As we were part way through our sandwiches, the plane started its descent… I’m not an expert on air travel but this descent seemed awfully steep (as in about a 45° degree descent)… I sort of expected the oxygen masks to pop down. With a couple of little pockets of turbulence as we descended, we even got a couple of roller coaster style stomach lurches (Marie was not amused) but the cabin crew seemed unconcerned so it must have been normal for this flight. We landed without incident, picked up our luggage (eventually) and headed out to meet our shuttle bus (we’d booked on through our hotel) for the drive to Goreme (about an hour away). We loaded with about a dozen other passengers (including a young Asian couple who left their pack on the seat beside them despite the bus filling up pretty quickly… until another Asian traveller (not traveling with them) got on the bus and then they quickly moved their pack so she could sit… We were also joined by a young Turkish couple who quite literally talked non-stop for the entire hour… Leading me to this conclusion about people in general: in any public setting you will have people (like us) who talk in whispers and who essentially keep a private space within the public space and there’s another group of people who treat the public space as there own and carry on conversations at full volume, etc. as if there were no other people around… This couple were the latter type of people… They jabbered away and laughed and yelled as if they were the only two people on the bus. I slept on and off for a lot of the trip which is probably what saved their lives…

Eventually we arrived in Goreme and started the milk run of drop-offs at the various hotels (glad we didn’t try to find our place on our own – we’d have needed a GPS unit at least). We piled out of the van and headed into the reception area of our hotel. There was no one there so we headed up to the restaurant where Hassan – one of the young staffers at the hotel immediately greeted us, explained that our room wasn’t going to be ready for a couple of hours (it was only 11am after all so we weren’t expecting our room to be ready) and showed us some things to do and places to go while we waited.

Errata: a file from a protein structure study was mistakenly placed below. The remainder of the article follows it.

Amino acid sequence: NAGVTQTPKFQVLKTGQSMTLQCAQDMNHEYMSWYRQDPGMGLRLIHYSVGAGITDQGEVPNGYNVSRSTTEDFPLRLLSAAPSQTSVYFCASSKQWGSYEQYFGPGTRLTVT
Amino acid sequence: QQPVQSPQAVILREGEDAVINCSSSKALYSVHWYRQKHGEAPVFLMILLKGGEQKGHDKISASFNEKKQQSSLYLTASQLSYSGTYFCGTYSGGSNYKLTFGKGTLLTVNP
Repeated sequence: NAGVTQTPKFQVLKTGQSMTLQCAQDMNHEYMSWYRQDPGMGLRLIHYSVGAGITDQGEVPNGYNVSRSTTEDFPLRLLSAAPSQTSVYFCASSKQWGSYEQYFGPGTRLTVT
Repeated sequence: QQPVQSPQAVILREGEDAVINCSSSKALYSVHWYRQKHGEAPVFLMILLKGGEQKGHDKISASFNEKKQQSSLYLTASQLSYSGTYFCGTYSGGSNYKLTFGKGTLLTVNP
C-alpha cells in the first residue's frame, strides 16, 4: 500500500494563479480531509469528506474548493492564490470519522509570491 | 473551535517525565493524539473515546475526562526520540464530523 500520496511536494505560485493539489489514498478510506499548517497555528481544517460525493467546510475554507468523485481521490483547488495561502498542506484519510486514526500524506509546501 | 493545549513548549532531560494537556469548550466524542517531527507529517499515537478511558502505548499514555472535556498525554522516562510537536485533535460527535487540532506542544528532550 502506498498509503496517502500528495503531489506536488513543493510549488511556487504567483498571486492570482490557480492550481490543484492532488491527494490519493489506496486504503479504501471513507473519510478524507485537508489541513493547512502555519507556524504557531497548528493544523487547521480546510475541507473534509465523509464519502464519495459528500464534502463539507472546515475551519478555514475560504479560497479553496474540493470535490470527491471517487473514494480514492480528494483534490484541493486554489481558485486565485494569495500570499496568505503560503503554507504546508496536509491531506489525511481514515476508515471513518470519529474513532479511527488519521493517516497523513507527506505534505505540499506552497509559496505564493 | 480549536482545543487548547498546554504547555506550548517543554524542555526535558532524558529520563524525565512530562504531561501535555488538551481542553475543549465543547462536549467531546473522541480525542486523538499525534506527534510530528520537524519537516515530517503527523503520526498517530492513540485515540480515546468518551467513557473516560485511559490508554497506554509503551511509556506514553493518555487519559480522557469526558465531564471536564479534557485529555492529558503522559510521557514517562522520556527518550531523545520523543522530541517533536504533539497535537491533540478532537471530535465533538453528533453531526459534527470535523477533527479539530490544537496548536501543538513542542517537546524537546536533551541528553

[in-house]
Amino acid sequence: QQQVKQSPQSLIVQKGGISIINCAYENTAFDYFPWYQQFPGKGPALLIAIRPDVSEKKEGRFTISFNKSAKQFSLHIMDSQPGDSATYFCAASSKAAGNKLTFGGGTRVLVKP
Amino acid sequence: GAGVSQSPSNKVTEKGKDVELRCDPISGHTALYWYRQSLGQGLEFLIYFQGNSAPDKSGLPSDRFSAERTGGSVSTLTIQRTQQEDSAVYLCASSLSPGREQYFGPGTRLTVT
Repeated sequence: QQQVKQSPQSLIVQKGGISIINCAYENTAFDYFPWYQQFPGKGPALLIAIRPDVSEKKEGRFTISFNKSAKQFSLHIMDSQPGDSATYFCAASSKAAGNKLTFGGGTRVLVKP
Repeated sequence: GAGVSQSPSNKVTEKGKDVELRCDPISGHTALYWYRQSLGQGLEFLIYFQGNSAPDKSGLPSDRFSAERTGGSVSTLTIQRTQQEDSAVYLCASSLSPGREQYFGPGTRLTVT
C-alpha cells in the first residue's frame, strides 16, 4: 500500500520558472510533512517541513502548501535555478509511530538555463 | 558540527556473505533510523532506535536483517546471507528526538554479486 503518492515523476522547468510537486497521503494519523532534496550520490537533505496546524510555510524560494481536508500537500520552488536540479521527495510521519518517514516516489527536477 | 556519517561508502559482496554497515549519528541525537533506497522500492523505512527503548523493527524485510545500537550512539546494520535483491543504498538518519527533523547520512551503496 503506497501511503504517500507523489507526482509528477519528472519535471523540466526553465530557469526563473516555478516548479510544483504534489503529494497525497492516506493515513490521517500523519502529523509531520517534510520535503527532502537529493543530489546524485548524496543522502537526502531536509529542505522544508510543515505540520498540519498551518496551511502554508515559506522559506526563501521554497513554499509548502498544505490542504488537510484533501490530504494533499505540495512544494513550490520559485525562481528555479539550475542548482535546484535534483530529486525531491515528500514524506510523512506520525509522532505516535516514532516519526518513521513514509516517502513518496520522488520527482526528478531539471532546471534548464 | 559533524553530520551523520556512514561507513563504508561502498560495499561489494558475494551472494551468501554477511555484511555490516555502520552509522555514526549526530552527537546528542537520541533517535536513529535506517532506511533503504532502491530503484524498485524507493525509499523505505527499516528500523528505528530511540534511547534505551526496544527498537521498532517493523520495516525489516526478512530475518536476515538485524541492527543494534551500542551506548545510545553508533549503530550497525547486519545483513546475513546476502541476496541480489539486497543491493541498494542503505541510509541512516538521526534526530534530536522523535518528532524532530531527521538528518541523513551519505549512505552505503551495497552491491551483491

So we changed into some lighter clothes and headed out to find something to eat. We stopped at one of the usual touristy restaurants offering a variety of Turkish and Turkish-style dishes and ate and drank our fill… Then headed for the Goreme Open Air Museum – a UNESCO World Heritage site… To say that it was hot would be an understatement of colossal proportions…. But that didn’t stop us from making the 1km or so trek to the museum (made longer by a couple of wrong turns)…. Once at the museum we joined the usual tour groups and started exploring the site. Basically it’s the remains of a small Christian community who made their homes and their churches and monasteries and nunneries in the fairy chimneys and rocks… It’s pretty cool. You have mini-cathedrals carved out of the rock and living spaces and kitchens, etc. all carved out of the rock with tunnels connecting the various spaces. There’s lots of places they won’t let you go and you can’t take pictures in any of the churches but overall it’s a great way to spend a couple of hours… At one point we stopped to play with an adorable 7 month old German Shepherd puppy (it was a good thing his owner was there or Marie and Caitlin would literally have stolen him and snuck him home in our luggage).

After exploring the “museum” we headed back to the hotel and checked-in to our room – which is really cool. We have one of the actual cave rooms so the whole space (even the bed platform) is carved from the rock. We all took advantage of the best shower we’ve ever had in a hotel (a true double rain shower) and cleaned off the grime of travelling and refresh ourselves a bit before heading out to get something to eat. We chowed down on some delicious pitas and played some cards before exploring some of the shops on the main tourist drag. Goreme is a small town entirely based on tourism so there are lots of shops and tour agencies booking balloon flights, ATV tours, horseback tours and bus tours of the various attractions in the area.

We’d been up early and were tired out from a week of exploring Istanbul so we headed back to the room around 10:30 and called it a night. Tomorrow we’ll make some plans for what to do with our two days in the area.